When you are out of debt and making more money, you can always go and buy more stuff, although you may not want to at that point. You might find you enjoy having free space and less clutter.
This one is gonna ruffle some feathers. SELL THE CAR.
Car payments are one of the biggest offenders in the battle over our finances. Leasing a car is even worse. The average car payment is somewhere in the $350-450 a month range. That’s ridiculous! What if you didn’t have that car payment every month? That’s a lot more than $50 right there.
Some of you are already driving an old beater car with no car payment and so this option doesn’t help you. However, I would like to congratulate you on resisting the urge to get into a car that is more than you can afford.
Just to be clear, if you have to finance your car, you can’t afford the car. You can afford the monthly payment, but not the car. Sell the car, buy a good used car for a few thousand that will get you through the next year and pay yourself the car payment you were making to the bank for the next 12 months. If your car payment was $350 per month, you would have $4200 after 12 months that you could use to fix the car, buy a slightly nicer car or pay off some other debt.
If you have a car payment you will never convince me that you can’t find $50 a month. You’re driving it and throwing and extra $50 out the window at the same time (cars depreciate in value rapidly after the first year, so it’s almost like throwing the cash out the window as you drive).
Groceries and eating out
Again this is an area where people spend way more than they realize, and often pay more than they should for many items. Track all your food and grocery related spending for the next month and total it up. Take that amount, subtract $50 and put the rest into a cash envelope for food and groceries. Then use that envelope for any food or grocery purchases. Once it is gone it’s gone, so spend wisely.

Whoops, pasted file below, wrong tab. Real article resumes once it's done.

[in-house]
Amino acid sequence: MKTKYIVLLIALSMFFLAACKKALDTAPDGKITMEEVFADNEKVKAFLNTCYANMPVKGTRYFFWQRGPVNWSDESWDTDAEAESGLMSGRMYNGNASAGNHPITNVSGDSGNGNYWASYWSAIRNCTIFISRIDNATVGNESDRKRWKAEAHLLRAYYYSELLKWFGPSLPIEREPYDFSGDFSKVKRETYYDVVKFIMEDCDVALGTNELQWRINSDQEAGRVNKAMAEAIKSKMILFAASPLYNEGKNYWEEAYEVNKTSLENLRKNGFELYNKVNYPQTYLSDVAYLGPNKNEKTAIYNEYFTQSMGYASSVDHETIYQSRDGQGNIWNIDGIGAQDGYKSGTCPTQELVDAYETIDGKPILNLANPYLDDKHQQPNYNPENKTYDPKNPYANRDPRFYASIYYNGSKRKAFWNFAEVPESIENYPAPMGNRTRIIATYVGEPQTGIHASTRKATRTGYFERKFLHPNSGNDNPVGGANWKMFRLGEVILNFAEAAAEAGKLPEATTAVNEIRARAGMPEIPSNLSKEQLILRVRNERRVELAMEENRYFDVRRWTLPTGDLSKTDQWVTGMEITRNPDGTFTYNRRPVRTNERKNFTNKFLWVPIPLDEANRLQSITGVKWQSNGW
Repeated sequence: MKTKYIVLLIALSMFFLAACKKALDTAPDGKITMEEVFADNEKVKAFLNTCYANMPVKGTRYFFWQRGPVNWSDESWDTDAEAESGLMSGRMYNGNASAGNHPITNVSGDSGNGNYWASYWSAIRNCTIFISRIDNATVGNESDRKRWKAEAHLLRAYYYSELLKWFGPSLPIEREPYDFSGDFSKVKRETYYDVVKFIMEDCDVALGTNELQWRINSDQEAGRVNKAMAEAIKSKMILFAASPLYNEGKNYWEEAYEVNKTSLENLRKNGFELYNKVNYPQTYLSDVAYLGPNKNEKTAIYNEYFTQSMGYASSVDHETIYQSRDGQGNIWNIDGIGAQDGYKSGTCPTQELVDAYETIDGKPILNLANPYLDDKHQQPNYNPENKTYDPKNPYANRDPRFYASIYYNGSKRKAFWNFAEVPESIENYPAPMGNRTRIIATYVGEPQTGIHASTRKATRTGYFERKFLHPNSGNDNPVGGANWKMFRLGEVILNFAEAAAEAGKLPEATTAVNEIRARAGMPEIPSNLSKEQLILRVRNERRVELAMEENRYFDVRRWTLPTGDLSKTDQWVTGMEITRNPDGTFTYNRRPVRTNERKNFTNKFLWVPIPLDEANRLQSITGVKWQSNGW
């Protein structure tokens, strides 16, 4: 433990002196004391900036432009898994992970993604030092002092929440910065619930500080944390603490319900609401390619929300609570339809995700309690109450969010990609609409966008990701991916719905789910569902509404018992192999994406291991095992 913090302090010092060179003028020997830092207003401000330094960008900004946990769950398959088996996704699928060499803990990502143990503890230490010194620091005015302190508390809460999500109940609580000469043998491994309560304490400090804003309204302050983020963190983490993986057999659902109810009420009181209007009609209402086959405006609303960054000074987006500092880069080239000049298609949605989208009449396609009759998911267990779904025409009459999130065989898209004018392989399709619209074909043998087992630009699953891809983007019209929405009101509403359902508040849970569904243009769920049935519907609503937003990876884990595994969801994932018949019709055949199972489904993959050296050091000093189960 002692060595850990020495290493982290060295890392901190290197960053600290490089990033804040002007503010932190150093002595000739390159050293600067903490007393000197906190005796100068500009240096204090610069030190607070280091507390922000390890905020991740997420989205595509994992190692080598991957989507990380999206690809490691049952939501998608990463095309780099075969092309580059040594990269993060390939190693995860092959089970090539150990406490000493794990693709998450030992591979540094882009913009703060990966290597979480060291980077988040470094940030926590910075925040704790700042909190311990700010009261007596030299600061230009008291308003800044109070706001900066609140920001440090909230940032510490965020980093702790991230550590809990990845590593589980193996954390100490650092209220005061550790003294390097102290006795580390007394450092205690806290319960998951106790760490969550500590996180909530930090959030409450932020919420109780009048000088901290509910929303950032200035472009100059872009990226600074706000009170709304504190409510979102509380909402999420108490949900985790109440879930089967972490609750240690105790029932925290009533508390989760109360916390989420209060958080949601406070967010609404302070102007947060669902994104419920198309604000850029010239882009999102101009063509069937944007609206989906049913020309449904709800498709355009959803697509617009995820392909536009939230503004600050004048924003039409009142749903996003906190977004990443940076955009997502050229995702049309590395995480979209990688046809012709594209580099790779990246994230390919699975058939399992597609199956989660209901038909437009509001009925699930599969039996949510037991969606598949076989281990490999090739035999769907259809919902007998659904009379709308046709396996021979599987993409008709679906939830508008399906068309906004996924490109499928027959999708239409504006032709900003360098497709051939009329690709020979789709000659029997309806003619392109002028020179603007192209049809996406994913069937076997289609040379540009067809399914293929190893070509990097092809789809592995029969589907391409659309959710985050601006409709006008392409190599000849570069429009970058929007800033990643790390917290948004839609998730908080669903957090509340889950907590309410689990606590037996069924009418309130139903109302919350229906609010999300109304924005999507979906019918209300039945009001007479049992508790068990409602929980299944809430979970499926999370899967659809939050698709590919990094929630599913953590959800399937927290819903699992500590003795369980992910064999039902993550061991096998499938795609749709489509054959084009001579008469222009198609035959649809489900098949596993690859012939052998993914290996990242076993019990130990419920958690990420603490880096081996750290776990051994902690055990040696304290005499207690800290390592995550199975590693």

Bulk shopping is also an area to save, but not in the way you might think. Bulk shopping is unnecessary for most of us for most things and ends up with us wasting a lot, especially with food. Buy what you need for the week and plan your meals ahead. At most take advantage of two for one specials for the items you use or consume the most.
Avoid the temptation to hit the drive through; 5 trips to McDonalds or Burger King for one person can easily approach $50. If you are a coffee drinker, and you tend to get your fix from Dunkin’ Donuts or Starbucks a couple times per week, start bringing your coffee from home and save around $25-30 per month.
Vacation and Travel
This is a tough one, but if you can’t pay your bills, you probably can’t afford to go on vacation. I’m not suggesting you don’t deserve a few days off, but try staying home and taking some day trips to local parks or museums instead of flying 6 hours away to some resort. You can always do that later when you have saved up and can pay for it in cash. Otherwise your vacation will follow you home and haunt you in your credit card statements for years.
Get a Second (or Third) Part-time Job
First, this is not suggested as a permanent fix, but a temporary solution to help you get to the next level. Part-time jobs offer more flexibility than full-time jobs, and if you work hard and are dependable to show up when scheduled, you will find many employers willing to work with you on this.
While this might be really exhausting for a time, the side benefit is that you are not only earning extra money, you are gaining new experiences and making new connections that will help you advance in your job searches in the future. The idea here is to eventually find a single job that pays close to what your 2-3 jobs are paying now.
I hope this has been a helpful approach. The main thing is to try. If you don’t find $50 this month, don’t quit. Do it again next month. Just keep doing it. And if you have suggestions or comments on any of this, I would love to see your comments below.